After FDA rejection, Novartis pulls Amgen biosim candidate from EMA

The move comes around half a year after the FDA sent a complete response letter for the biosimilar.

Back in the summer Novartis quietly announced that the FDA had rejected its application for a biosimilar version of blockbuster drug Neulasta (pegfilgrastim); today, any European reprieve was lost as the Swiss major yanked its application from the EMA after it couldn't show it actually worked, and failing on the manufacturing front. 

In a brief update from the EMA’s drug approval arm, the CHMP, it said: “The application for a marketing authorisation for Zioxtenzo (pegfilgrastim) has been withdrawn. Zioxtenzo was developed as a biosimilar medicine to treat neutropenia in cancer patients.”

The EMA accepted the med for review nearly a year ago, but things have gone awry for Novartis on that front in the intervening 12 months.

Virtual Roundtable

ASCO Explained: Expert predictions and takeaways from the world's biggest cancer meeting

Join FiercePharma for our ASCO pre- and post-show webinar series. We'll bring together a panel of experts to preview what to watch for at ASCO. Cancer experts will highlight closely watched data sets to be unveiled at the virtual meeting--and discuss how they could change prescribing patterns. Following the meeting, we’ll do a post-show wrap up to break down the biggest data that came out over the weekend, as well as the implications they could have for prescribers, patients and drugmakers.

In July, buried deep down in Novartis’ Q2 results, the company said: “Sandoz received a complete response letter from the FDA for biosimilar pegfilgrastim candidate (Neulasta). We are working with the agency to address remaining questions.” No further details, however, were given.

This problem was clearly bigger than first thought, given that six months down the line it has decided not to follow through on its EMA app. It’s not clear what prompted the CRL from the FDA, but the EMA gave more color as to what happened on its end.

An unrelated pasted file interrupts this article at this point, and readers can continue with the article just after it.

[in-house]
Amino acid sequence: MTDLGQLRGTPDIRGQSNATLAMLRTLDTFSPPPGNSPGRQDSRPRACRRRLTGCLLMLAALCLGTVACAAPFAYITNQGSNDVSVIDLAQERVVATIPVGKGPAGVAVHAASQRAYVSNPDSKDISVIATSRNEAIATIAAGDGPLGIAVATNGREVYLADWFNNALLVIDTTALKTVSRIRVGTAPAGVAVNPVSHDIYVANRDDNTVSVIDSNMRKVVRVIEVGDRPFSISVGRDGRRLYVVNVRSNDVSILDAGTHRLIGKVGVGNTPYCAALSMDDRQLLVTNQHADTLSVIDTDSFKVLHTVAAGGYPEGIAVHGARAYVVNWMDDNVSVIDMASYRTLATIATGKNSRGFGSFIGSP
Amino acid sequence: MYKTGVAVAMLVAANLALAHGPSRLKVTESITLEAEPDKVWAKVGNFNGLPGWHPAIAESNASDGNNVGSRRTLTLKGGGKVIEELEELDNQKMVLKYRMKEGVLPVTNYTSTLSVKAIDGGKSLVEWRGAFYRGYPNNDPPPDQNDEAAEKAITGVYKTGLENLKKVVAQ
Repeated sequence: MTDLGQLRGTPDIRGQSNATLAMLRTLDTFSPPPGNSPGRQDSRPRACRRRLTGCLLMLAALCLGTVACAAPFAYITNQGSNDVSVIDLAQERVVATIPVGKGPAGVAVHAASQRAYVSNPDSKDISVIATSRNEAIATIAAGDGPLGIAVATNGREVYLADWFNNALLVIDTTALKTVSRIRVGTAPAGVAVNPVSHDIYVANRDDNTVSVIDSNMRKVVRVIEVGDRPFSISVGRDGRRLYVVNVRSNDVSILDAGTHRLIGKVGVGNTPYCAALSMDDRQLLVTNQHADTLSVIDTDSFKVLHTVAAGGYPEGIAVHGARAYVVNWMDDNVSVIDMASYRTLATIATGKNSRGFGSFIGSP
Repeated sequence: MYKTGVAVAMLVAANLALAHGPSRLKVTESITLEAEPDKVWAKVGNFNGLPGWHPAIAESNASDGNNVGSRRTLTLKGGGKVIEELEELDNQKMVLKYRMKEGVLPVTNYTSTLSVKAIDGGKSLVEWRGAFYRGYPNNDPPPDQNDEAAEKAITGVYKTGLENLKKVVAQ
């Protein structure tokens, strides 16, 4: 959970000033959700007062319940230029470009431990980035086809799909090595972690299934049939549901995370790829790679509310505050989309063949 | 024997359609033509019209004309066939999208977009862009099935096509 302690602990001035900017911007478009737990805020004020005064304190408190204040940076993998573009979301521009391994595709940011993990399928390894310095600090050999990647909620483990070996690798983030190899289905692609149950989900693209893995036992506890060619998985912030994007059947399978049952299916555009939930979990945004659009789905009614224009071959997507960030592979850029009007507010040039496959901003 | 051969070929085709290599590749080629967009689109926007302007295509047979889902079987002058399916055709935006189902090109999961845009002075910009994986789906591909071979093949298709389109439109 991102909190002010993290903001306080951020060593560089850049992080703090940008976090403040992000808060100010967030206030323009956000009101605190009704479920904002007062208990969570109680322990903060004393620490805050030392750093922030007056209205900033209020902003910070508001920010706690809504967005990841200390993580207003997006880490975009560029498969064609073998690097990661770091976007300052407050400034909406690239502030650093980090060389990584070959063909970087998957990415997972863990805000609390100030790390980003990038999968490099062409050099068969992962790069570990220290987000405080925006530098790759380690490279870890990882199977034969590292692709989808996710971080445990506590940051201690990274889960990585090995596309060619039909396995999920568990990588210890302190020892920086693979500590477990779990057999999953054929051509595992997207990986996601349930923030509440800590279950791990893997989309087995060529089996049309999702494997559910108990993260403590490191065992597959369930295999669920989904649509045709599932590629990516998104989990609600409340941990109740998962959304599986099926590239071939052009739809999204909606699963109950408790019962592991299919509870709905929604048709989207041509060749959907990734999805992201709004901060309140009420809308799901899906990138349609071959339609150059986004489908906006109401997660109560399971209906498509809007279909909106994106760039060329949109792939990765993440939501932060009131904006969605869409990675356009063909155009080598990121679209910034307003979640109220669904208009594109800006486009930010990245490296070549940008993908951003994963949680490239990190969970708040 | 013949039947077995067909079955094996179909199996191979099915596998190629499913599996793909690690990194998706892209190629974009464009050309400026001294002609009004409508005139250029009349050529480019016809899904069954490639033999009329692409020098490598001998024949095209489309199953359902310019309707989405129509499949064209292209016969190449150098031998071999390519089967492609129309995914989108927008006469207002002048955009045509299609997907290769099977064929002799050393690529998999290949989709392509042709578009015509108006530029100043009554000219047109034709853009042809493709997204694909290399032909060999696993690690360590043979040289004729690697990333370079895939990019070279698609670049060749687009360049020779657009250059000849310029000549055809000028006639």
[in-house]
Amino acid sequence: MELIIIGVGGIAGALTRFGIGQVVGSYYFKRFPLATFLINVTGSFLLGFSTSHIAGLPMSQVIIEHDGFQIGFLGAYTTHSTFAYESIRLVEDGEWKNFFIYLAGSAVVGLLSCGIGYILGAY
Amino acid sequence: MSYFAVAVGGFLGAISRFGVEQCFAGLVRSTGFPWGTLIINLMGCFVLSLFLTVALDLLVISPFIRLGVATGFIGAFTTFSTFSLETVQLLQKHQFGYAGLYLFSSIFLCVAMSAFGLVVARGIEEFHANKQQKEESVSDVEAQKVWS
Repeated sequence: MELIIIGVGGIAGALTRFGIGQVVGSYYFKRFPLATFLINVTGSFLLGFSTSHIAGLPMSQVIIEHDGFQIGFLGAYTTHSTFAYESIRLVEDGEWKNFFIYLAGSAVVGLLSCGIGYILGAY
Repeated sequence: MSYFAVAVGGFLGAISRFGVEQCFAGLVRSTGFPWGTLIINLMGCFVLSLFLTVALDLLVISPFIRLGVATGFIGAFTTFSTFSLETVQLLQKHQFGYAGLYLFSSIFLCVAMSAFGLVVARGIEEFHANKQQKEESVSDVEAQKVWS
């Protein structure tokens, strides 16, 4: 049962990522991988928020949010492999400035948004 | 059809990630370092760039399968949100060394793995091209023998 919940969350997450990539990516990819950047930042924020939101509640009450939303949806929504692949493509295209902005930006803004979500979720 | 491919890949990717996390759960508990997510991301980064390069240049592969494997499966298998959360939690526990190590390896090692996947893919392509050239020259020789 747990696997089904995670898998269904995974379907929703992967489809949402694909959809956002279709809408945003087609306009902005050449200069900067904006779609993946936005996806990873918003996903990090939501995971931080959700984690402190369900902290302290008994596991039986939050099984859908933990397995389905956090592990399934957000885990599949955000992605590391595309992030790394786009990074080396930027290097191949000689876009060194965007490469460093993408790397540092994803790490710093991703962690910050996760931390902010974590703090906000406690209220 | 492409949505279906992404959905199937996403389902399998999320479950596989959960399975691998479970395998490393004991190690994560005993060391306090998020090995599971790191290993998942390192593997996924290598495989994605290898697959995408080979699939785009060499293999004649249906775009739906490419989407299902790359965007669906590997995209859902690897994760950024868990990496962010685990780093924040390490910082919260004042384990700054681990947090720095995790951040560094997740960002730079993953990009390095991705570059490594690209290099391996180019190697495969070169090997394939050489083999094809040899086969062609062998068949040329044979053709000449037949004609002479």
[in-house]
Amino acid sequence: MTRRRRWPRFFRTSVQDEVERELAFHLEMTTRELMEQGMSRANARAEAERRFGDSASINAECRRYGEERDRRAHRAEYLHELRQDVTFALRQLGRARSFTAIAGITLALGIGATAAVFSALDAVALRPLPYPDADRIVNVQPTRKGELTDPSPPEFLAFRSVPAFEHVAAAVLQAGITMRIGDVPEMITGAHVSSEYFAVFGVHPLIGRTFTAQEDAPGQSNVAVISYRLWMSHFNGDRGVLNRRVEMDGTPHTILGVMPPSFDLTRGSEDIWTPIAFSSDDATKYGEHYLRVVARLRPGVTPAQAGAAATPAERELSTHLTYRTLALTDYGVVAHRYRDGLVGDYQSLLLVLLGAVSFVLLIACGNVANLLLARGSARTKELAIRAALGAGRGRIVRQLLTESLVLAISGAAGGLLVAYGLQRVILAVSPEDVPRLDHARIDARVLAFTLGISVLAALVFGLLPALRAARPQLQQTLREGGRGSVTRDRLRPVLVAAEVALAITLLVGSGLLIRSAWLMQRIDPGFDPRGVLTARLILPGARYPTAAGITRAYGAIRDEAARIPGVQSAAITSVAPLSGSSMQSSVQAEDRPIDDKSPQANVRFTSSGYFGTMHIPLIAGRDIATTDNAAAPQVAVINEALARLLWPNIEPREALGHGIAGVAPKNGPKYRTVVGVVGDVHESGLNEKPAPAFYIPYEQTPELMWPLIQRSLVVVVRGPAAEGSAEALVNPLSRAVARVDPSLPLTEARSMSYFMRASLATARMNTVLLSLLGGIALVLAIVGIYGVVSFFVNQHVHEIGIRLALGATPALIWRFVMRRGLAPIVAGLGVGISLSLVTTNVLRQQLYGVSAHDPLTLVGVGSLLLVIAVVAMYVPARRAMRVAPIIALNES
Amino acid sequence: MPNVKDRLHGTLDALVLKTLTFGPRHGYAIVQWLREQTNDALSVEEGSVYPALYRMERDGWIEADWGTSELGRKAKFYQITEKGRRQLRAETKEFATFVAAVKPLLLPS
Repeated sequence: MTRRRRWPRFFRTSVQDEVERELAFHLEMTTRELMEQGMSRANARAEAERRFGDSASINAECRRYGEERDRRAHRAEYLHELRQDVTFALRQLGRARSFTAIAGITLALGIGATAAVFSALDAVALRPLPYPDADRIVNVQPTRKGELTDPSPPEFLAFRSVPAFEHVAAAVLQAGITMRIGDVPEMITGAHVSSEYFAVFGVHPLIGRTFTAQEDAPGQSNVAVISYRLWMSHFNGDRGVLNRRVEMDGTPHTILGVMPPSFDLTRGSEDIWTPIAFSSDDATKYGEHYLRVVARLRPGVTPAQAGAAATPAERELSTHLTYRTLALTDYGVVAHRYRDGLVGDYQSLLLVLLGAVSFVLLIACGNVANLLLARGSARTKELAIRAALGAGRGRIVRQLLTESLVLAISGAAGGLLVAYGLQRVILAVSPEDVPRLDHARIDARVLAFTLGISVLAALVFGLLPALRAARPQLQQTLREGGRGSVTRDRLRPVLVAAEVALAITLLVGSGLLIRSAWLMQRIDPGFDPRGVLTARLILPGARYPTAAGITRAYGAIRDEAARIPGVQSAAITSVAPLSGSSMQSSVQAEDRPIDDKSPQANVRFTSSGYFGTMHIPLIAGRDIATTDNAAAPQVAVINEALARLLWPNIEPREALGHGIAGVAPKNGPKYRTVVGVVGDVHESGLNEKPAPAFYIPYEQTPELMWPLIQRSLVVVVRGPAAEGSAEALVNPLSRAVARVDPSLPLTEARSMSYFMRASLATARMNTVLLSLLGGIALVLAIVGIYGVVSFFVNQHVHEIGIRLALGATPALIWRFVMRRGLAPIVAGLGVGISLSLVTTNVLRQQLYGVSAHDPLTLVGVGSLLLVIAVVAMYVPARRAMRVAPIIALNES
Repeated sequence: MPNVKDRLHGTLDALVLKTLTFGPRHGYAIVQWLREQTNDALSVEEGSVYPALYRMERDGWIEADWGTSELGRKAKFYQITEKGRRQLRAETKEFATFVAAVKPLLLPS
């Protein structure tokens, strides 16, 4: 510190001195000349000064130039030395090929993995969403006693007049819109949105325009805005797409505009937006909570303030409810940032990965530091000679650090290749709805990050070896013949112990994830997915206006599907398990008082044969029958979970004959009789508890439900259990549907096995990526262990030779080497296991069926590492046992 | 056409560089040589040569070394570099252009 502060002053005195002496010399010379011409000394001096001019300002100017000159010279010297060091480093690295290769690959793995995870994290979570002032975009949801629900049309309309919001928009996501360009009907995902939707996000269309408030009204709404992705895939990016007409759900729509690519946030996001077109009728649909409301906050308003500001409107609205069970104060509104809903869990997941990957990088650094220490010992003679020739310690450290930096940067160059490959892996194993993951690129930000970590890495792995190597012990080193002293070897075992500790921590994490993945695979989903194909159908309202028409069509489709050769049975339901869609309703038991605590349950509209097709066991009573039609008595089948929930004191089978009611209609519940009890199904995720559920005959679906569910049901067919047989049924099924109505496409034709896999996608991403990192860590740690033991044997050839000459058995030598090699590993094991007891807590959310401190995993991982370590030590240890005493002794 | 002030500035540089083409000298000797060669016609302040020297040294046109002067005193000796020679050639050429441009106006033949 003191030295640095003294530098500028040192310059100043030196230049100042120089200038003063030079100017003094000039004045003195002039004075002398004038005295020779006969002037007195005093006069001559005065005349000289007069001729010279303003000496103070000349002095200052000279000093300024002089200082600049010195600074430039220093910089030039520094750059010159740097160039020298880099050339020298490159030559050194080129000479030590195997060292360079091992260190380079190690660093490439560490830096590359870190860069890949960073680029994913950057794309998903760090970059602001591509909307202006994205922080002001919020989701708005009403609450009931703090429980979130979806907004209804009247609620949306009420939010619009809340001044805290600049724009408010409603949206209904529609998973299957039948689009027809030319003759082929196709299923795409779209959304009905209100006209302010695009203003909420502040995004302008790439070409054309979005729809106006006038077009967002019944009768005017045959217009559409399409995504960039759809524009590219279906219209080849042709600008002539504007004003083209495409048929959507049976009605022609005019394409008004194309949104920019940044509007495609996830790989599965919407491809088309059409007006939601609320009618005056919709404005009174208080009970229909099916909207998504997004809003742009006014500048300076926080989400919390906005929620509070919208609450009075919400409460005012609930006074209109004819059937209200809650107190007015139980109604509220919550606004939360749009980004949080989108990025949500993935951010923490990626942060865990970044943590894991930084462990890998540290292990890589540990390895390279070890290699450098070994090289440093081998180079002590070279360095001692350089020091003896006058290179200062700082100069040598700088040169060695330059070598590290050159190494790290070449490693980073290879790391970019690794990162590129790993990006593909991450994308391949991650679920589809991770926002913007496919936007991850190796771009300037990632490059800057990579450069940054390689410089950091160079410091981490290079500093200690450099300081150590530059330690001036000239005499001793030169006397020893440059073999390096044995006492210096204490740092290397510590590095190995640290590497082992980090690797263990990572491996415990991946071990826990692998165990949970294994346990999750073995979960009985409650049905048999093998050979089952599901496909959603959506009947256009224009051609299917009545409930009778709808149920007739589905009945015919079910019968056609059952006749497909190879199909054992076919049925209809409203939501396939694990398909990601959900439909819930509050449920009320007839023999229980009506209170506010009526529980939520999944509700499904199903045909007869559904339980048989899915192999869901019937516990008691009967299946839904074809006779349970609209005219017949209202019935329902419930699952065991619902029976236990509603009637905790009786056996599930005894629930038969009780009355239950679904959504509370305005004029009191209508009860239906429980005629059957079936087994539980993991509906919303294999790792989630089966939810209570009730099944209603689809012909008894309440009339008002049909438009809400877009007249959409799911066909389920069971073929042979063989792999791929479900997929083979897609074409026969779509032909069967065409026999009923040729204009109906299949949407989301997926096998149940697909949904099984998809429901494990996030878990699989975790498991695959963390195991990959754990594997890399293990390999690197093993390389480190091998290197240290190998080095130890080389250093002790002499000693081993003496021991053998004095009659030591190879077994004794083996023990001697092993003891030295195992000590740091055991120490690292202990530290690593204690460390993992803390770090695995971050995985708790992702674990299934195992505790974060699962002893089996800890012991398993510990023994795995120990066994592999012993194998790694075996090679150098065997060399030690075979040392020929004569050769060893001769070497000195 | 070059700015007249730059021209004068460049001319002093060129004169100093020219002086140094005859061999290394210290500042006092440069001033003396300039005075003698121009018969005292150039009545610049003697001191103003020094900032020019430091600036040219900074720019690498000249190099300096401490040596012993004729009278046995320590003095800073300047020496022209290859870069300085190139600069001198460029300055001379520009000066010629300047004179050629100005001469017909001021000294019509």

“The application was withdrawn after the CHMP had evaluated the initial documentation provided by the company and formulated a list of questions," it said. "The company had not yet responded to the questions at the time of the withdrawal.”

Based on the review of the data the CHMP said it had two main concerns and was of the "provisional opinion that Zioxtenzo could not have been approved as a biosimilar of Neulasta."

One concern was that study results were not able to show that the concentrations of pegfilgrastim in blood were the same after taking Zioxtenzo and Neulasta.

The other was the lack of a certificate of Good Manufacturing Practice (GMP) for the medicine’s manufacturing site. An inspection of the site will therefore be needed before the medicine can be approved, it said.

The CHMP added: “At the time of the withdrawal, the company had not demonstrated that Zioxtenzo is highly similar to Neulasta and an inspection to confirm that it was being manufactured according to GMP standards had not yet taken place.”

In its letter notifying the agency of the withdrawal of the application, the company stated that it “would not be able to provide the additional data required by the CHMP within the timeframe allowed for the procedure.”

The biosimilar, coming out of its Sandoz unit, was seeking the same license as Amgen’s original med, a long-acting granulocyte colony stimulating factor, which is used to bolster white cells in patients undergoing chemotherapy for cancer. The drug has been one of Amgen's top-selling products, with around $5 billion in sales.

In a statement released in 2015, along with the FDA acceptance for a review, Sandoz said it had conducted three pivotal clinical trials on its biosimilar: one pharmacokinetic and pharmacodynamic study in healthy volunteers and two comparative efficacy and safety studies in breast cancer patients (PROTECT 1 and 2).

It said these “demonstrate that the proposed biosimilar is highly similar to the reference product.” Novartis has not commented on its decision. 

Suggested Articles

Insitro picked up $143 million to build out its technology, pursue new targets and advance treatments for genetically defined patient groups.

Generation Bio filed for a $215 million IPO to advance a pair of gene therapies for liver disease and push one of them into the clinic.

The IPO will push Avidity's lead muscle disorder program through IND-enabling studies and into the clinic in 2021.